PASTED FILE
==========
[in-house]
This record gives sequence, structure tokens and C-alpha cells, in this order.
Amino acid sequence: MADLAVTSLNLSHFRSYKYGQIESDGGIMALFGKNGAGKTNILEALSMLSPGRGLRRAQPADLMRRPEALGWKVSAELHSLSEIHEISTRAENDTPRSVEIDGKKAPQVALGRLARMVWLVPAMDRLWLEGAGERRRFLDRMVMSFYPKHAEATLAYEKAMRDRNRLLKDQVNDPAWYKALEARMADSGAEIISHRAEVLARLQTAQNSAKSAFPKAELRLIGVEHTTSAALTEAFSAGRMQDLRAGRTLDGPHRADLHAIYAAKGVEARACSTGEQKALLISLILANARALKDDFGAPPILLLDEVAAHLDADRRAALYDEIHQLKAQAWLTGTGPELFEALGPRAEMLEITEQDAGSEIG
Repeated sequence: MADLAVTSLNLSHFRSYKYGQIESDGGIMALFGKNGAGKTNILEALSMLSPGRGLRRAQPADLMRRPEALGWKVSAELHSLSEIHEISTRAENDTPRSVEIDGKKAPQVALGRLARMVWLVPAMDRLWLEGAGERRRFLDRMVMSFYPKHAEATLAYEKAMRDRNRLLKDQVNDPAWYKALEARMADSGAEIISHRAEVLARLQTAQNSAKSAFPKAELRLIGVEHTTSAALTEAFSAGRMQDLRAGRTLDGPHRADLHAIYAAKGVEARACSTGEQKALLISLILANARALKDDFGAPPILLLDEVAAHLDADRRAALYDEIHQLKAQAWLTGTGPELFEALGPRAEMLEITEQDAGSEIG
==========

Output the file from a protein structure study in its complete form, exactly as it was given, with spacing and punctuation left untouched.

[in-house]
This record gives sequence, structure tokens and C-alpha cells, in this order.
Amino acid sequence: MADLAVTSLNLSHFRSYKYGQIESDGGIMALFGKNGAGKTNILEALSMLSPGRGLRRAQPADLMRRPEALGWKVSAELHSLSEIHEISTRAENDTPRSVEIDGKKAPQVALGRLARMVWLVPAMDRLWLEGAGERRRFLDRMVMSFYPKHAEATLAYEKAMRDRNRLLKDQVNDPAWYKALEARMADSGAEIISHRAEVLARLQTAQNSAKSAFPKAELRLIGVEHTTSAALTEAFSAGRMQDLRAGRTLDGPHRADLHAIYAAKGVEARACSTGEQKALLISLILANARALKDDFGAPPILLLDEVAAHLDADRRAALYDEIHQLKAQAWLTGTGPELFEALGPRAEMLEITEQDAGSEIG
Repeated sequence: MADLAVTSLNLSHFRSYKYGQIESDGGIMALFGKNGAGKTNILEALSMLSPGRGLRRAQPADLMRRPEALGWKVSAELHSLSEIHEISTRAENDTPRSVEIDGKKAPQVALGRLARMVWLVPAMDRLWLEGAGERRRFLDRMVMSFYPKHAEATLAYEKAMRDRNRLLKDQVNDPAWYKALEARMADSGAEIISHRAEVLARLQTAQNSAKSAFPKAELRLIGVEHTTSAALTEAFSAGRMQDLRAGRTLDGPHRADLHAIYAAKGVEARACSTGEQKALLISLILANARALKDDFGAPPILLLDEVAAHLDADRRAALYDEIHQLKAQAWLTGTGPELFEALGPRAEMLEITEQDAGSEIG